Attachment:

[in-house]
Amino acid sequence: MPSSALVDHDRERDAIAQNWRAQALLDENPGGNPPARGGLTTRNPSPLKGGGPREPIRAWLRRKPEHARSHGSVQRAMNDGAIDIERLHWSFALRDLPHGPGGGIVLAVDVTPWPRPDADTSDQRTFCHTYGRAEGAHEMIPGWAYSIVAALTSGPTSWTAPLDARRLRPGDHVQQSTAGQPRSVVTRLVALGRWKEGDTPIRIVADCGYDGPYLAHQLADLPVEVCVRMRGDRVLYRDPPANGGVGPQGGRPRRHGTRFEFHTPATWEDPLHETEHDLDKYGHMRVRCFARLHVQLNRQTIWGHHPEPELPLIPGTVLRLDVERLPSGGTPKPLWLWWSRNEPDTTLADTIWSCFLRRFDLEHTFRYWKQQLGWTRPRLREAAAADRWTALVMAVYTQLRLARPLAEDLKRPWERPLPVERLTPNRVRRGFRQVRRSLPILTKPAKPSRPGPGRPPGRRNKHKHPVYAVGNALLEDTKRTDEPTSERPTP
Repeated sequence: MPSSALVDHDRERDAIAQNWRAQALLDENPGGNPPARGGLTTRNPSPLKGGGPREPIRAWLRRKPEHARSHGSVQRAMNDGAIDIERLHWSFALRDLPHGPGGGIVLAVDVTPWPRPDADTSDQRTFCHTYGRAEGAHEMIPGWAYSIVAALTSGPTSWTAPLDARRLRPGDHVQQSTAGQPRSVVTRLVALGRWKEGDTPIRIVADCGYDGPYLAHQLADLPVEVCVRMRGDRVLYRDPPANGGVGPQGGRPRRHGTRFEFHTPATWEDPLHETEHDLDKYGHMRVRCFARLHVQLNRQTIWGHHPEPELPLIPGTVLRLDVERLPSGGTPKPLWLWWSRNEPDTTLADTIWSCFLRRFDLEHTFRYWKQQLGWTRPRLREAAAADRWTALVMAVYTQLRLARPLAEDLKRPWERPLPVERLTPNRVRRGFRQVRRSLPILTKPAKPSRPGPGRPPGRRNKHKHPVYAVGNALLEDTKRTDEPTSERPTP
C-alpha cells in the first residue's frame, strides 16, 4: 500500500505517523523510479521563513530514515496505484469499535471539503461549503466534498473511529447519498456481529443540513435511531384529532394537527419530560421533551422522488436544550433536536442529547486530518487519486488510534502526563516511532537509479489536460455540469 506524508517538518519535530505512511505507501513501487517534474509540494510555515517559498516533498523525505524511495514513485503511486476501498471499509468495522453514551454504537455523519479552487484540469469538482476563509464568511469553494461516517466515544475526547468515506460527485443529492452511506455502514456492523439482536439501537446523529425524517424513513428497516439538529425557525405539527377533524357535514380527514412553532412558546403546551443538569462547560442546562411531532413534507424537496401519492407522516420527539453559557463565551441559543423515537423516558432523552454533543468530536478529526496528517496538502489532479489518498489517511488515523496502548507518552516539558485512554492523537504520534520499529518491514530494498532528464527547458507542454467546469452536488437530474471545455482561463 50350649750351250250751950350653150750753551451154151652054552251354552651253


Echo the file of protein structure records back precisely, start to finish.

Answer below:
[in-house]
Amino acid sequence: MPSSALVDHDRERDAIAQNWRAQALLDENPGGNPPARGGLTTRNPSPLKGGGPREPIRAWLRRKPEHARSHGSVQRAMNDGAIDIERLHWSFALRDLPHGPGGGIVLAVDVTPWPRPDADTSDQRTFCHTYGRAEGAHEMIPGWAYSIVAALTSGPTSWTAPLDARRLRPGDHVQQSTAGQPRSVVTRLVALGRWKEGDTPIRIVADCGYDGPYLAHQLADLPVEVCVRMRGDRVLYRDPPANGGVGPQGGRPRRHGTRFEFHTPATWEDPLHETEHDLDKYGHMRVRCFARLHVQLNRQTIWGHHPEPELPLIPGTVLRLDVERLPSGGTPKPLWLWWSRNEPDTTLADTIWSCFLRRFDLEHTFRYWKQQLGWTRPRLREAAAADRWTALVMAVYTQLRLARPLAEDLKRPWERPLPVERLTPNRVRRGFRQVRRSLPILTKPAKPSRPGPGRPPGRRNKHKHPVYAVGNALLEDTKRTDEPTSERPTP
Repeated sequence: MPSSALVDHDRERDAIAQNWRAQALLDENPGGNPPARGGLTTRNPSPLKGGGPREPIRAWLRRKPEHARSHGSVQRAMNDGAIDIERLHWSFALRDLPHGPGGGIVLAVDVTPWPRPDADTSDQRTFCHTYGRAEGAHEMIPGWAYSIVAALTSGPTSWTAPLDARRLRPGDHVQQSTAGQPRSVVTRLVALGRWKEGDTPIRIVADCGYDGPYLAHQLADLPVEVCVRMRGDRVLYRDPPANGGVGPQGGRPRRHGTRFEFHTPATWEDPLHETEHDLDKYGHMRVRCFARLHVQLNRQTIWGHHPEPELPLIPGTVLRLDVERLPSGGTPKPLWLWWSRNEPDTTLADTIWSCFLRRFDLEHTFRYWKQQLGWTRPRLREAAAADRWTALVMAVYTQLRLARPLAEDLKRPWERPLPVERLTPNRVRRGFRQVRRSLPILTKPAKPSRPGPGRPPGRRNKHKHPVYAVGNALLEDTKRTDEPTSERPTP
C-alpha cells in the first residue's frame, strides 16, 4: 500500500505517523523510479521563513530514515496505484469499535471539503461549503466534498473511529447519498456481529443540513435511531384529532394537527419530560421533551422522488436544550433536536442529547486530518487519486488510534502526563516511532537509479489536460455540469 506524508517538518519535530505512511505507501513501487517534474509540494510555515517559498516533498523525505524511495514513485503511486476501498471499509468495522453514551454504537455523519479552487484540469469538482476563509464568511469553494461516517466515544475526547468515506460527485443529492452511506455502514456492523439482536439501537446523529425524517424513513428497516439538529425557525405539527377533524357535514380527514412553532412558546403546551443538569462547560442546562411531532413534507424537496401519492407522516420527539453559557463565551441559543423515537423516558432523552454533543468530536478529526496528517496538502489532479489518498489517511488515523496502548507518552516539558485512554492523537504520534520499529518491514530494498532528464527547458507542454467546469452536488437530474471545455482561463 50350649750351250250751950350653150750753551451154151652054552251354552651253